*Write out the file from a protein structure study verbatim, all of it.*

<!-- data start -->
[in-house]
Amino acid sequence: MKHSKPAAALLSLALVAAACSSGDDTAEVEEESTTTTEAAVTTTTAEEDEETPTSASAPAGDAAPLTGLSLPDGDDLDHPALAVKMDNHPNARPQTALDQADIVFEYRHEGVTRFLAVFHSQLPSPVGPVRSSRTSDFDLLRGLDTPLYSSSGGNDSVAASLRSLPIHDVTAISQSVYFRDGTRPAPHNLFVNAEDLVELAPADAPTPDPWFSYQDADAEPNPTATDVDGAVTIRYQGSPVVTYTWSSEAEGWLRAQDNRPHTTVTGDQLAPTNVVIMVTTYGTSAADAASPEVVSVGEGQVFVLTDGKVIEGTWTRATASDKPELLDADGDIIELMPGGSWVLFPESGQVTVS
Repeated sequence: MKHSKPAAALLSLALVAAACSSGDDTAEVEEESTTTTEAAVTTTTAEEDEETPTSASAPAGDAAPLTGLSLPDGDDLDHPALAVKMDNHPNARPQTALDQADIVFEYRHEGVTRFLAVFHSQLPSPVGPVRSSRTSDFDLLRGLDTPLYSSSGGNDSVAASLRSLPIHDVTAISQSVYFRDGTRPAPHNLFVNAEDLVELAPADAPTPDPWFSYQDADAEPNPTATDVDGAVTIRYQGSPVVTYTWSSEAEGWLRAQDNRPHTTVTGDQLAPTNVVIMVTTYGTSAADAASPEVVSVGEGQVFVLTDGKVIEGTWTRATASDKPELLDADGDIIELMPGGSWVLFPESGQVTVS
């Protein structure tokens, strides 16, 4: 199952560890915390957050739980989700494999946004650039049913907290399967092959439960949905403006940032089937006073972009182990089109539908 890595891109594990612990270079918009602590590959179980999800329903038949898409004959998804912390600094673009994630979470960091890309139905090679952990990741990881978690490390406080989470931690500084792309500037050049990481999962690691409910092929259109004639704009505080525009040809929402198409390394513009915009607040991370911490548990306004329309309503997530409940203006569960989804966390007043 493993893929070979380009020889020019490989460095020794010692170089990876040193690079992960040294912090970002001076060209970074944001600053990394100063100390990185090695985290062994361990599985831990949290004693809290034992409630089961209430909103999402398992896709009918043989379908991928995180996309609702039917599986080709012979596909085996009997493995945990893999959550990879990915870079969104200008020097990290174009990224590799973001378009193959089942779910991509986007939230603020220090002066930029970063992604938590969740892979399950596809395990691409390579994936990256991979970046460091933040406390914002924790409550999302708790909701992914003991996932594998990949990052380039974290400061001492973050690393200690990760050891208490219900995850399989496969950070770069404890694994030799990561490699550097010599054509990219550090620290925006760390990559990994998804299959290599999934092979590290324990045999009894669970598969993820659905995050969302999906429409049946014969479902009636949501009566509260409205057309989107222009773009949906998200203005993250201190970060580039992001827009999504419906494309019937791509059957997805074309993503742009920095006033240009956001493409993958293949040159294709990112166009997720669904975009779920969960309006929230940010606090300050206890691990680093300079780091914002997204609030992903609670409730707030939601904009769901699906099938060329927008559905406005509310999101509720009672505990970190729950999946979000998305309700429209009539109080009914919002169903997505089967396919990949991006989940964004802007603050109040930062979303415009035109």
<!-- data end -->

[in-house]
Amino acid sequence: MKHSKPAAALLSLALVAAACSSGDDTAEVEEESTTTTEAAVTTTTAEEDEETPTSASAPAGDAAPLTGLSLPDGDDLDHPALAVKMDNHPNARPQTALDQADIVFEYRHEGVTRFLAVFHSQLPSPVGPVRSSRTSDFDLLRGLDTPLYSSSGGNDSVAASLRSLPIHDVTAISQSVYFRDGTRPAPHNLFVNAEDLVELAPADAPTPDPWFSYQDADAEPNPTATDVDGAVTIRYQGSPVVTYTWSSEAEGWLRAQDNRPHTTVTGDQLAPTNVVIMVTTYGTSAADAASPEVVSVGEGQVFVLTDGKVIEGTWTRATASDKPELLDADGDIIELMPGGSWVLFPESGQVTVS
Repeated sequence: MKHSKPAAALLSLALVAAACSSGDDTAEVEEESTTTTEAAVTTTTAEEDEETPTSASAPAGDAAPLTGLSLPDGDDLDHPALAVKMDNHPNARPQTALDQADIVFEYRHEGVTRFLAVFHSQLPSPVGPVRSSRTSDFDLLRGLDTPLYSSSGGNDSVAASLRSLPIHDVTAISQSVYFRDGTRPAPHNLFVNAEDLVELAPADAPTPDPWFSYQDADAEPNPTATDVDGAVTIRYQGSPVVTYTWSSEAEGWLRAQDNRPHTTVTGDQLAPTNVVIMVTTYGTSAADAASPEVVSVGEGQVFVLTDGKVIEGTWTRATASDKPELLDADGDIIELMPGGSWVLFPESGQVTVS
């Protein structure tokens, strides 16, 4: 199952560890915390957050739980989700494999946004650039049913907290399967092959439960949905403006940032089937006073972009182990089109539908 890595891109594990612990270079918009602590590959179980999800329903038949898409004959998804912390600094673009994630979470960091890309139905090679952990990741990881978690490390406080989470931690500084792309500037050049990481999962690691409910092929259109004639704009505080525009040809929402198409390394513009915009607040991370911490548990306004329309309503997530409940203006569960989804966390007043 493993893929070979380009020889020019490989460095020794010692170089990876040193690079992960040294912090970002001076060209970074944001600053990394100063100390990185090695985290062994361990599985831990949290004693809290034992409630089961209430909103999402398992896709009918043989379908991928995180996309609702039917599986080709012979596909085996009997493995945990893999959550990879990915870079969104200008020097990290174009990224590799973001378009193959089942779910991509986007939230603020220090002066930029970063992604938590969740892979399950596809395990691409390579994936990256991979970046460091933040406390914002924790409550999302708790909701992914003991996932594998990949990052380039974290400061001492973050690393200690990760050891208490219900995850399989496969950070770069404890694994030799990561490699550097010599054509990219550090620290925006760390990559990994998804299959290599999934092979590290324990045999009894669970598969993820659905995050969302999906429409049946014969479902009636949501009566509260409205057309989107222009773009949906998200203005993250201190970060580039992001827009999504419906494309019937791509059957997805074309993503742009920095006033240009956001493409993958293949040159294709990112166009997720669904975009779920969960309006929230940010606090300050206890691990680093300079780091914002997204609030992903609670409730707030939601904009769901699906099938060329927008559905406005509310999101509720009672505990970190729950999946979000998305309700429209009539109080009914919002169903997505089967396919990949991006989940964004802007603050109040930062979303415009035109």